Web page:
Using a solver isn’t necessary if you have access to the assets that the solver can produce. When I have a strategy question, instead of asking a solver, I ask my friends who use solvers.

Craig Tapscott: What would be your general approach to low-stakes cash games live or online?

Brian Fite: There are an enormous number of factors to consider, but the idea is to play your value hands fast and don’t bluff much. The games will be full of recreational players who love seeing flops and chasing draws. And those player types also don’t often call flop, call turn, and fold river with a top pair type hand. So, for low-stakes cash games, you want to play strong hands and play them fast. Playing too loose in a low-stakes cash game won’t be very effective for most players. 

As a player who plays a lot of low- to mid-stakes myself, I have found the most effective way to play is very actively and aggressively preflop and generally all the time when you aren’t facing aggression. Get involved and play small ball as much as possible. Bet more, check less. Raise more, call less. Most players are playing “fit or fold” to some degree, which means they play when they like their hand, but otherwise, they fold. 

That’s not how the perfect poker-playing robots play. They are balanced with bluffs and value bets. Most humans only play the value bet part of the game which makes them wildly exploitable to preflop and post-flop aggression. In the games I play, I push very hard until it becomes clear my opponent has a pretty solid hand. They overfold preflop, so I raise a lot preflop. They overfold to continuation bets, so I c-bet more. They don’t bluff nearly enough, so I don’t bluff catch much. Easy, logical adjustments on the surface are how most exploitative strategies are created.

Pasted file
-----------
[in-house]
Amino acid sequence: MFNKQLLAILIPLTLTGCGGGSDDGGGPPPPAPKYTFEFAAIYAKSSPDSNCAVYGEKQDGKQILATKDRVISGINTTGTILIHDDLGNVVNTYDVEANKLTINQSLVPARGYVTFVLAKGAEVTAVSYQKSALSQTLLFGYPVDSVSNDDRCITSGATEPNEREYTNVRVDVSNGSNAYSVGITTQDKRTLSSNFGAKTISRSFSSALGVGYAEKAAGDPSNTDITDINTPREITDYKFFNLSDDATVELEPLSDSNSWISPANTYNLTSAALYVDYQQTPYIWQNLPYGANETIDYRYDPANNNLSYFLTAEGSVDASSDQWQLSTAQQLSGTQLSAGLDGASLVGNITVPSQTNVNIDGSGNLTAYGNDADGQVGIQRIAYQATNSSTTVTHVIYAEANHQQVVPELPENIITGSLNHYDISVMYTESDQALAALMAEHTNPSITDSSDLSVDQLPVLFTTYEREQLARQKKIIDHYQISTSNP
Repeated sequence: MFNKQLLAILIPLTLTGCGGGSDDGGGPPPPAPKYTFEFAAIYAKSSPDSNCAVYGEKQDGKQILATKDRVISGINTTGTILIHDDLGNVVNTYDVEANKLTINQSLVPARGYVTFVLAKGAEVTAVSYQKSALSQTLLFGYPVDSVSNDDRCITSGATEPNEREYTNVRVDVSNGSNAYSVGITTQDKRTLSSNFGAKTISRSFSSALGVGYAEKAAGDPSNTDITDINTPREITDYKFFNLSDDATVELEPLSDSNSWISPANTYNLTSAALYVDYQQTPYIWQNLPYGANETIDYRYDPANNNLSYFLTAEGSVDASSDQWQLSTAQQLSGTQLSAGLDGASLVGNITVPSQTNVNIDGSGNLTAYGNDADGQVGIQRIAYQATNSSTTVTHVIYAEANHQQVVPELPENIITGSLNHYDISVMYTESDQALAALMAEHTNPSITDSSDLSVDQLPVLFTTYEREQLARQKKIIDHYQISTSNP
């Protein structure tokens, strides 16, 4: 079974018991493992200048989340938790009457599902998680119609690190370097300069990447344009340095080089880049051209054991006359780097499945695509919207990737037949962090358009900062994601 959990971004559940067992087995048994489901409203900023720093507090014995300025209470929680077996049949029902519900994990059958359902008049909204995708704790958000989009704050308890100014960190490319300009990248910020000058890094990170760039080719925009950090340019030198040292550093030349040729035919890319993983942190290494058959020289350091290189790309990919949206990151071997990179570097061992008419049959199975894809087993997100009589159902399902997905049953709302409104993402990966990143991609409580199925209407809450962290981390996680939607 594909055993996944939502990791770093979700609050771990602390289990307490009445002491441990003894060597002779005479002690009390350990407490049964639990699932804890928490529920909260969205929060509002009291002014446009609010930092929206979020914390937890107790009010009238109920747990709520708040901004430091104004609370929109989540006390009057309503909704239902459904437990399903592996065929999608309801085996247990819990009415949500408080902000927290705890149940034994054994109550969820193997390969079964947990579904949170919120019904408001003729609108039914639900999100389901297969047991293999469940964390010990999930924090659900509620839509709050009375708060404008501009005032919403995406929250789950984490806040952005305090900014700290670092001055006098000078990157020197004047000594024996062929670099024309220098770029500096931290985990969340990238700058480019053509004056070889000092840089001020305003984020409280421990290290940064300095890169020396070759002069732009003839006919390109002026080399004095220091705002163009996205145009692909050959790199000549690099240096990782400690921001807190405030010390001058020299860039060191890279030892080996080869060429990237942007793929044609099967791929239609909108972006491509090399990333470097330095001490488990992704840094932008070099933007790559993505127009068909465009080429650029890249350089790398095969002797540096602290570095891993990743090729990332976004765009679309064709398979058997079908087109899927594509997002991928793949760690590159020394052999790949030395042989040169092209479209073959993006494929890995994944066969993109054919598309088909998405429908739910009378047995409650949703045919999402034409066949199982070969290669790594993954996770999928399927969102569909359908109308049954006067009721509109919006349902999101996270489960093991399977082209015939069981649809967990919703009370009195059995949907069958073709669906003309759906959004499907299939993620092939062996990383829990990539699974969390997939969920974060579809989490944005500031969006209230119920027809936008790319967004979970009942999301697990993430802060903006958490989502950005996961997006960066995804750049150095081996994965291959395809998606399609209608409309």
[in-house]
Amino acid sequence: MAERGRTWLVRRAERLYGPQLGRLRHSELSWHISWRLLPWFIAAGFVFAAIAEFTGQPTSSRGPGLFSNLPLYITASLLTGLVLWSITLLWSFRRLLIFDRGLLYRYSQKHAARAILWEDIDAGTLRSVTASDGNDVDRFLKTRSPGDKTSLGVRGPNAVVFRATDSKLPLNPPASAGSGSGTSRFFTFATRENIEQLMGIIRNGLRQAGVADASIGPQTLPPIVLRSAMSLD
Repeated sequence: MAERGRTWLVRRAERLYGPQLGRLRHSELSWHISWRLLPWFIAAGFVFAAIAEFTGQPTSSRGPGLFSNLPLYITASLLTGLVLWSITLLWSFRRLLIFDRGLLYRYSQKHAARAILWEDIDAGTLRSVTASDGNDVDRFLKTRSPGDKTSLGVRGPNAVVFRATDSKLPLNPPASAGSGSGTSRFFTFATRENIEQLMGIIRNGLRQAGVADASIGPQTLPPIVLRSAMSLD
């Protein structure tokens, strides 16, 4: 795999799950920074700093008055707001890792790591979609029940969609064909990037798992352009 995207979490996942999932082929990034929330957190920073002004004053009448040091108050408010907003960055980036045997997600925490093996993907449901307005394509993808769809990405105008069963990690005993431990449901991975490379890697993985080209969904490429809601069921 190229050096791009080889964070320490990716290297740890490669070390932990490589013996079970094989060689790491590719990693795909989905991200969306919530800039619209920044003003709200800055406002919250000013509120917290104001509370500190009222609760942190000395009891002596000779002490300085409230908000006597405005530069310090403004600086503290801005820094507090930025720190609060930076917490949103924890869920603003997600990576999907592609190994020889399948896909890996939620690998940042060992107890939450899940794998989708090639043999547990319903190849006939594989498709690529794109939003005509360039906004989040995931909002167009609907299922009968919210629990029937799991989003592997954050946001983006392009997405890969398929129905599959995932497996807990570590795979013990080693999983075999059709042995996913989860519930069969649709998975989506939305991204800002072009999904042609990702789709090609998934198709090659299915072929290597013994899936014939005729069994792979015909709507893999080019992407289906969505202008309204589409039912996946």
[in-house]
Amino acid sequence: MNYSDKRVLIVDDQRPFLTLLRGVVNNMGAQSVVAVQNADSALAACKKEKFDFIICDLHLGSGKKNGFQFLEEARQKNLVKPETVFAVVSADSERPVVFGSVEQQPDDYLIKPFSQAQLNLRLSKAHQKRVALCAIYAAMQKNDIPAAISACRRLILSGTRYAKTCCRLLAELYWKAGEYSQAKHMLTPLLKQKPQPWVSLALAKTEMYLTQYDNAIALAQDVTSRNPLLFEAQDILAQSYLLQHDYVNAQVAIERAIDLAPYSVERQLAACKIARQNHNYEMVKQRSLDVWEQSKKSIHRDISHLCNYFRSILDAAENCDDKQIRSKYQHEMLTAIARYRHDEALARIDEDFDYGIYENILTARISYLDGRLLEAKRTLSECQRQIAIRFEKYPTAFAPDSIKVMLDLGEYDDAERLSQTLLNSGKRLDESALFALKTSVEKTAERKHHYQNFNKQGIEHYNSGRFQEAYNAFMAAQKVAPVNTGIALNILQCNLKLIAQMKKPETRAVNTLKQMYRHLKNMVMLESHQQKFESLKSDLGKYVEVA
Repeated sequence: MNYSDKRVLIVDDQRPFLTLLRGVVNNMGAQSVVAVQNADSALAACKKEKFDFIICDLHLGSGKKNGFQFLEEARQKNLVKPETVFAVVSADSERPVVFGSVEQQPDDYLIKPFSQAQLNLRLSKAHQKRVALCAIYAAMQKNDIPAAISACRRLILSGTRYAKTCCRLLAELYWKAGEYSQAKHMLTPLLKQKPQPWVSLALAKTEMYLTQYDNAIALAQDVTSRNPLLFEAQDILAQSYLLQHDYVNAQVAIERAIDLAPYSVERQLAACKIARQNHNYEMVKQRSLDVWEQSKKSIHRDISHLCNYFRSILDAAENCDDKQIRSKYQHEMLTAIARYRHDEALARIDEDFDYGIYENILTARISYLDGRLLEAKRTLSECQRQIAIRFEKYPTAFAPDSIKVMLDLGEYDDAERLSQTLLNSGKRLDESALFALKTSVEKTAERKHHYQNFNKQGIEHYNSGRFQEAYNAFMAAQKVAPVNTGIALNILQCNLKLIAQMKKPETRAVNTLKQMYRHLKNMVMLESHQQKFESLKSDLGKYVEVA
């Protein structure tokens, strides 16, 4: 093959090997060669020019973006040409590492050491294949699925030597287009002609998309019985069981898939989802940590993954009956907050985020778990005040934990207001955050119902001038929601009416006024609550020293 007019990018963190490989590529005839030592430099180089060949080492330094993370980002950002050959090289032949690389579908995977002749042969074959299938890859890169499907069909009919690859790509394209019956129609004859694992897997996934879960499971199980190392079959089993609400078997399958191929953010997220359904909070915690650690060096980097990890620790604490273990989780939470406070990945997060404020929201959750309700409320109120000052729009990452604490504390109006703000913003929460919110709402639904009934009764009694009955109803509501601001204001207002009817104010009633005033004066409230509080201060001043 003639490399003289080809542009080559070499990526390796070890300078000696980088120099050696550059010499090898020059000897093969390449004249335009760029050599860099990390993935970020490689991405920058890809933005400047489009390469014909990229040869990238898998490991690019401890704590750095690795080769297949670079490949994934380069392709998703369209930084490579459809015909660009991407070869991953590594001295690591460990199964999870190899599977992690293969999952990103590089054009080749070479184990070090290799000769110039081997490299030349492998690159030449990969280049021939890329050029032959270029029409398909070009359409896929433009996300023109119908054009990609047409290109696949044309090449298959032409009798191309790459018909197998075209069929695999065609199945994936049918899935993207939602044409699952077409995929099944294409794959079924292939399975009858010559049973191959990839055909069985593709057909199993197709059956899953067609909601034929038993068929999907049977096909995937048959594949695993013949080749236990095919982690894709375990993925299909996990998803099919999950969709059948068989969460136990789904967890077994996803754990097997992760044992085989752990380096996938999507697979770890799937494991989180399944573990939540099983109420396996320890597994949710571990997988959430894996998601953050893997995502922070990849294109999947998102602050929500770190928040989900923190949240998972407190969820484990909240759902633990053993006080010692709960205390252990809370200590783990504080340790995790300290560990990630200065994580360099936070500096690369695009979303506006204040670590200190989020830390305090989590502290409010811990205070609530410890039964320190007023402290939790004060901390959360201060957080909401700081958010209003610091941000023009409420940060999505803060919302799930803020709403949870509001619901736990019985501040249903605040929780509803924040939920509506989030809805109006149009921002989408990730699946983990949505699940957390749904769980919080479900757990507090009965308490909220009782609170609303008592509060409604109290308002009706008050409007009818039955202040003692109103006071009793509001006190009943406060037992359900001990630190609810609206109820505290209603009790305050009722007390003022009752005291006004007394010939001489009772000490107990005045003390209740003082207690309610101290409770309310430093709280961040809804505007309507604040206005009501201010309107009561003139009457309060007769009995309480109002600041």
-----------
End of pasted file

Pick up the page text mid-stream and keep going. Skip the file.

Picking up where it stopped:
Craig Tapscott: As you move up in cash game stakes, what aspects of the game should your focus be on for study and practice?

Brian Fite: I often refer to being good at poker as “being able to pass the theoretical poker pop quizzes.” These days there actually are apps and study tools that have a quiz feature, and they are very helpful. You will quickly get a good idea of how much you understand, or don’t. Poker is very complex, and cash games are often more complex than tournaments because of the very deep stack depths.

A big problem with new players is that they don’t truly understand the WHY behind the play that the solver is suggesting we make. It’s great to know that certain hands are bets and certain hands are checks, certain hands raise pre and others fold – that is going to help you play better in some spots, sure, but understanding the why is what you should focus on. 

The painful truth is that most players will never become profitable. It’s a very complex game. The trick is to simplify it as much as possible. Often times finding a player who plays the same games/stakes that you play is the best way to get better. Doing it alone is a long and lonely journey. It feels incomplete to tell players to focus on the WHY when I know how truly hard this game is to understand until you are very experienced. 

The best way to get better is to join a training site that has coaches that crush the games that you play. Get in there and ask a lot of questions. Once you are able to afford personal coaching, consider that to expedite the process. If neither of those are options, set yourself up to be able to track your play with a program like PokerTracker or HoldemManager and start reviewing your play by yourself. Join some free Discord groups and drop in screenshots and questions. You can find free coaching if you look long and hard enough.

Just like anything else in life, the more immersed you are, the faster you will learn. The more determination you have, the better your chances. But if it was easy, everyone would be doing it. I can assure you that all the time and work is more than worth it once you are consistently crushing the games. There is truly nothing like it! ♠